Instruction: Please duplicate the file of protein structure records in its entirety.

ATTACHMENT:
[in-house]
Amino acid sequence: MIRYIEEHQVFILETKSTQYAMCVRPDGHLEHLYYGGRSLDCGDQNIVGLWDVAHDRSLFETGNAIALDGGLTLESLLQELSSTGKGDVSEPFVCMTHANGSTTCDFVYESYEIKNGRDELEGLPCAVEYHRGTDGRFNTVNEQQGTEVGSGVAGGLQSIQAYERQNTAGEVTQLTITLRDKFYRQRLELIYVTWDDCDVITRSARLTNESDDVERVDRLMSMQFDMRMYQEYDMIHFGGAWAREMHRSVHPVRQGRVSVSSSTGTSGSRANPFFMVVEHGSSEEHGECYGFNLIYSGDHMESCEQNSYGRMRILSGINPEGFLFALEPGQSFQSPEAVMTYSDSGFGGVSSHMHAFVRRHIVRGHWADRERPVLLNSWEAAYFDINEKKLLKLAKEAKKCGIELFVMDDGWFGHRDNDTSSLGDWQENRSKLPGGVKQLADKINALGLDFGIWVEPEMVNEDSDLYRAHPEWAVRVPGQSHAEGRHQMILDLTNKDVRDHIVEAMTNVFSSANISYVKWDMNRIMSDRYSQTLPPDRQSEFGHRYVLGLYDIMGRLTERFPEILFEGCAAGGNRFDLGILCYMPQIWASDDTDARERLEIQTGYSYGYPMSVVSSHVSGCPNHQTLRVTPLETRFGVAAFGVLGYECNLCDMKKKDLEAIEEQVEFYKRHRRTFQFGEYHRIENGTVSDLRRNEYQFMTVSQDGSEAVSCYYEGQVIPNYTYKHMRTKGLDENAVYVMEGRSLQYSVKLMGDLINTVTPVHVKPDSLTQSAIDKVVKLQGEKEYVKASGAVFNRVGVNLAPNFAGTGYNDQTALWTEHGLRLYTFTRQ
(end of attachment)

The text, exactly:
[in-house]
Amino acid sequence: MIRYIEEHQVFILETKSTQYAMCVRPDGHLEHLYYGGRSLDCGDQNIVGLWDVAHDRSLFETGNAIALDGGLTLESLLQELSSTGKGDVSEPFVCMTHANGSTTCDFVYESYEIKNGRDELEGLPCAVEYHRGTDGRFNTVNEQQGTEVGSGVAGGLQSIQAYERQNTAGEVTQLTITLRDKFYRQRLELIYVTWDDCDVITRSARLTNESDDVERVDRLMSMQFDMRMYQEYDMIHFGGAWAREMHRSVHPVRQGRVSVSSSTGTSGSRANPFFMVVEHGSSEEHGECYGFNLIYSGDHMESCEQNSYGRMRILSGINPEGFLFALEPGQSFQSPEAVMTYSDSGFGGVSSHMHAFVRRHIVRGHWADRERPVLLNSWEAAYFDINEKKLLKLAKEAKKCGIELFVMDDGWFGHRDNDTSSLGDWQENRSKLPGGVKQLADKINALGLDFGIWVEPEMVNEDSDLYRAHPEWAVRVPGQSHAEGRHQMILDLTNKDVRDHIVEAMTNVFSSANISYVKWDMNRIMSDRYSQTLPPDRQSEFGHRYVLGLYDIMGRLTERFPEILFEGCAAGGNRFDLGILCYMPQIWASDDTDARERLEIQTGYSYGYPMSVVSSHVSGCPNHQTLRVTPLETRFGVAAFGVLGYECNLCDMKKKDLEAIEEQVEFYKRHRRTFQFGEYHRIENGTVSDLRRNEYQFMTVSQDGSEAVSCYYEGQVIPNYTYKHMRTKGLDENAVYVMEGRSLQYSVKLMGDLINTVTPVHVKPDSLTQSAIDKVVKLQGEKEYVKASGAVFNRVGVNLAPNFAGTGYNDQTALWTEHGLRLYTFTRQ